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I have created a Scanner with system.in.

How do I allow an input to be able to have commas in it without going to the next input?

For example:

System.out.print("Enter City, State.");
String location = scan.nextLine();

I cannot enter city,state because the language thinks I want to proceed to the next scanning input question. How do I allow commas in a scanning string?

*Whole Code

Scanner scan1 = new Scanner (System.in);

System.out.print ("City, State: ");
String location1 = scan.nextLine();

System.out.print ("Enter number: ");
number1 = scan.nextDouble();

System.out.print ("Enter number: ");
number2 = scan.nextDouble();

System.out.print ("City, State: ");
String name2 = scan1.nextLine();

System.out.print ("Enter #: ");
number3 = scan.nextDouble();

System.out.print ("Enter #: ");
number4 = scan.nextDouble();
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What programming language? –  Jonas Jun 5 '11 at 22:12
    
it is java. sorry. –  Jimmy Jun 5 '11 at 22:14
    
Users browse mainly by tags. Please choose tags smart and carefully to attract the right folks :) –  BalusC Jun 5 '11 at 22:16
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3 Answers 3

scan.nextLine(); will return the entire line, commas or not.

If that isn't what's happening, then the problem must be elsewhere and you should provide more code.

Re: full code: That still works. What is the error you're getting / unwanted behavior?

What I think is happening is that the nextLine() is catching the end-of-line character from your previous input.

What happens:

  • Suppose you enter a number like 12.5 and press enter.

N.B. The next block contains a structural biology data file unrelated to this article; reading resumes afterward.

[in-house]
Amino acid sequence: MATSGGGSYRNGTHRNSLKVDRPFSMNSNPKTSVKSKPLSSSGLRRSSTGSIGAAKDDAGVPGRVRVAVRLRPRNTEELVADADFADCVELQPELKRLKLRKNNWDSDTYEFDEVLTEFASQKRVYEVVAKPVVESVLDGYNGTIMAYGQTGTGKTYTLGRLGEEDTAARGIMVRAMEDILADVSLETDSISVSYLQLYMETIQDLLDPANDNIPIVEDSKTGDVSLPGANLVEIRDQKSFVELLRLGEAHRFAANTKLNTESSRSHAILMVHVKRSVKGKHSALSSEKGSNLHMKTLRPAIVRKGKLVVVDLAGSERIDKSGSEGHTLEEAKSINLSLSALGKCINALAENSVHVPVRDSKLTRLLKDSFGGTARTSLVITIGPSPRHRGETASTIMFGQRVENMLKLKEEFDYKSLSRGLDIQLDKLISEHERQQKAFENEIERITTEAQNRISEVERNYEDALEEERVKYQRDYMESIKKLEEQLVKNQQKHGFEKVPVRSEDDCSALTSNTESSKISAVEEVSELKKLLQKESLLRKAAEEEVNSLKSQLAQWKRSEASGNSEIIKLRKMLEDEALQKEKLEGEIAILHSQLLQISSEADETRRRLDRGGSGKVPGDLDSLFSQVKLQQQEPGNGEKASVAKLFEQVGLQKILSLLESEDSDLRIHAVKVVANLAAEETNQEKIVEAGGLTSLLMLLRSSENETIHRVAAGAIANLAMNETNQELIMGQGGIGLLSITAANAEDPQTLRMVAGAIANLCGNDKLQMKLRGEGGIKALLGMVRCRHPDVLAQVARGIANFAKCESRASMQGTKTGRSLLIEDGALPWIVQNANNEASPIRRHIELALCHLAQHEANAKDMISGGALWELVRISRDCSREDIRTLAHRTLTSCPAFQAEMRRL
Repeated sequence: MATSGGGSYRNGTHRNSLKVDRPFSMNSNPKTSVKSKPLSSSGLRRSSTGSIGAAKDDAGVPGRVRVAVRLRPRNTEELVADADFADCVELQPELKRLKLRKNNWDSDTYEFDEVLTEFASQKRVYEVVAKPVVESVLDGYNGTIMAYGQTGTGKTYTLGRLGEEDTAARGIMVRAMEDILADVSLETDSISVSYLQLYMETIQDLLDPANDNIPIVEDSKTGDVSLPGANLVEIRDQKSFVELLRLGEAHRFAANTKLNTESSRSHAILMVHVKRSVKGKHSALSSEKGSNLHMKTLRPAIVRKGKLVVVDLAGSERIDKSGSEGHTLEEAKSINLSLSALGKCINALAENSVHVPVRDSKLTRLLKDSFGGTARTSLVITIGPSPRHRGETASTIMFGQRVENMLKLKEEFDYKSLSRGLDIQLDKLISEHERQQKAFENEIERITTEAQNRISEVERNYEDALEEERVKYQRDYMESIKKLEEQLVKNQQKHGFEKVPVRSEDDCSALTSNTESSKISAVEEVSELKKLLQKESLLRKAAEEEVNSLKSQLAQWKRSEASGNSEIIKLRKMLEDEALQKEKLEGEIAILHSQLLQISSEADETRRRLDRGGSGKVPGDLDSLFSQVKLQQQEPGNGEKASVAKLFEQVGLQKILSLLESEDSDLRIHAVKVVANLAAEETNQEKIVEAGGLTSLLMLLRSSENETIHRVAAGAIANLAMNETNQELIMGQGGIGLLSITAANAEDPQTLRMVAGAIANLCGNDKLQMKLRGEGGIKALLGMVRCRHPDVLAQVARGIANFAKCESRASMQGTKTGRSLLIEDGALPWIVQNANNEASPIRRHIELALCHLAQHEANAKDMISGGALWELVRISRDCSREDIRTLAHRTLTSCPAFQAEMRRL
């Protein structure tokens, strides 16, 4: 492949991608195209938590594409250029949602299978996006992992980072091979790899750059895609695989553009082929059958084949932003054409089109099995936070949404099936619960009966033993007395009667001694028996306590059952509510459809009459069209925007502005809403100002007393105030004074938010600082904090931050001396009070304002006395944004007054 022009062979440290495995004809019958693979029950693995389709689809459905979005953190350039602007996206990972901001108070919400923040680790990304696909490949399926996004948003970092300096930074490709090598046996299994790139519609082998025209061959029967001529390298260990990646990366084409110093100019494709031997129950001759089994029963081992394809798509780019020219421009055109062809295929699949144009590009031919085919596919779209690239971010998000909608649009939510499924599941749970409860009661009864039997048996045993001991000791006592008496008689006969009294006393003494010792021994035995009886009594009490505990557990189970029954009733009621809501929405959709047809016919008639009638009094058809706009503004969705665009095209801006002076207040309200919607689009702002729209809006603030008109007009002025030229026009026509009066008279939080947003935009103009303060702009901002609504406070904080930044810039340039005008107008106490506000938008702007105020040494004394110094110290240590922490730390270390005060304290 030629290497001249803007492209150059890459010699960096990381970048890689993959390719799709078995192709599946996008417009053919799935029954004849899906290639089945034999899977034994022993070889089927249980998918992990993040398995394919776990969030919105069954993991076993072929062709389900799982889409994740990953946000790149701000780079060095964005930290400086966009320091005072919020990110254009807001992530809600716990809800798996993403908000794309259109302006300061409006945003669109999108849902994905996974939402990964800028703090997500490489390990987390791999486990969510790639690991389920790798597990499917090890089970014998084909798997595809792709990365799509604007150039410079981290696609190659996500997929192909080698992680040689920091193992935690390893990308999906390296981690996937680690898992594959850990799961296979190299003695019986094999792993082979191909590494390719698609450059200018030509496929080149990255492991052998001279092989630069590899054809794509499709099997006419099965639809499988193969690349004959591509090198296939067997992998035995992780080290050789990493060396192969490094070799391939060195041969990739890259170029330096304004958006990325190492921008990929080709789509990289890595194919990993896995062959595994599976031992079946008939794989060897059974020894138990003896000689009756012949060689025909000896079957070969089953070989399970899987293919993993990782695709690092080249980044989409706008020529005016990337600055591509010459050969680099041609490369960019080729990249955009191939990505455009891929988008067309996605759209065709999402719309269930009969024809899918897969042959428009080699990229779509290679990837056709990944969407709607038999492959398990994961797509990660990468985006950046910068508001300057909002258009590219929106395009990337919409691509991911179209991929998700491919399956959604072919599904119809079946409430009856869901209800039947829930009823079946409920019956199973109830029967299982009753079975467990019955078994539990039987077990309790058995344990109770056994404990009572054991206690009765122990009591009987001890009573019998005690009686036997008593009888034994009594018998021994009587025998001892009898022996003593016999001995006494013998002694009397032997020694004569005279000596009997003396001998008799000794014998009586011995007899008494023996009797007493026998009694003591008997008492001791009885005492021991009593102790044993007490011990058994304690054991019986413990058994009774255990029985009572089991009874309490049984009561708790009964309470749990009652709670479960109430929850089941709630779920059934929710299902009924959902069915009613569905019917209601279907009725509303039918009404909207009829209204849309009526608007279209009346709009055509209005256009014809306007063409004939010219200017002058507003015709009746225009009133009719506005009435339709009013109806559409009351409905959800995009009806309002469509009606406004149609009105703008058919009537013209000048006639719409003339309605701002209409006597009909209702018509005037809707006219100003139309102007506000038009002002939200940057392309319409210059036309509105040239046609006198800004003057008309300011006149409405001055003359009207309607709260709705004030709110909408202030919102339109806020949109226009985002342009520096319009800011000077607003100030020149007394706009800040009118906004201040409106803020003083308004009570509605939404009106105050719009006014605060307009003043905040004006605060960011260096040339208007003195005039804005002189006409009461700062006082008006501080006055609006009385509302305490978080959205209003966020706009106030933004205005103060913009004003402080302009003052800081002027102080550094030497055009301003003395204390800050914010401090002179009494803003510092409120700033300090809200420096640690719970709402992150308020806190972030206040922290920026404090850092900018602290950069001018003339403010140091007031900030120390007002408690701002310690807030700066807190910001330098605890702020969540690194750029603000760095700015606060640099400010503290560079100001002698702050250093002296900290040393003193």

• The buffer that Scanner reads from now contains 12.5\n where \n is the newline character.
  • Scanner.nextDouble only reads in 12.5 and \n is left in the buffer.
  • Scanner.nextLine reads the rest of the line, which is just \n and returns an empty string. That's why it skips to the next input: it already read "a line".

What I'd do to fix it:

System.out.print ("City, State: ");
String name2;
do{
    name2 = scan1.nextLine();
}while( name2.trim().isEmpty() );

What this loop does is it keeps reading the next line until there is a line with something other than whitespace in it.

share|improve this answer
    
*provided the whole code –  Jimmy Jun 5 '11 at 22:31
    
I tried it and I don't really see what isn't working. –  trutheality Jun 5 '11 at 22:50
    
i see my problem now. it deals with nextLine because the output is Enter City, State: // Enter number: // Enter number: // Enter City, State: Enter number: // where last line appears as so together when asking for input – –  Jimmy Jun 5 '11 at 22:54
    
how do you fix it though? –  Jimmy Jun 5 '11 at 23:05
1  
I think this should fix it (see edit) –  trutheality Jun 5 '11 at 23:31
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One possible solution: get the next line as you're doing and then use String#split on it to split on the comma (either that or use a second Scanner object that takes that String as input). If there is only one comma, then splitting on "," will give you an array that holds two Strings. You'll need to trim the second String to get rid of whitespace, either that or split on a more fancy regular expression.

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You can either use split as mentioned above, or you could create another scanner on the next line, this would especially be useful if you have more than one fields separated by a ",".

System.out.print ("City, State: ");
Scanner temp = new Scanner(scan.nextLine());
temp.useDelimiter(",");
while(temp.hasNext()){
      //use temp.next();
      //Do whatever you want with the comma separated values here
}

But I still suggest that if you are just looking at something as simple as "City,State" , go for split.

share|improve this answer
    
If he wanted that, he could just use the original scanner's .next(). –  trutheality Jun 5 '11 at 22:49
    
i see my problem now. it deals with nextLine because the output is Enter City, State: // Enter number: // Enter number: // Enter City, State: Enter number: // where last line appears as so together when asking for input –  Jimmy Jun 5 '11 at 22:52
    
@trutheality, thats right, but as I said, using the same scanner for larger test cases might not hold good. But as you have mentioned, for this case it is pretty trivial. –  eerpini Jun 15 '11 at 19:19
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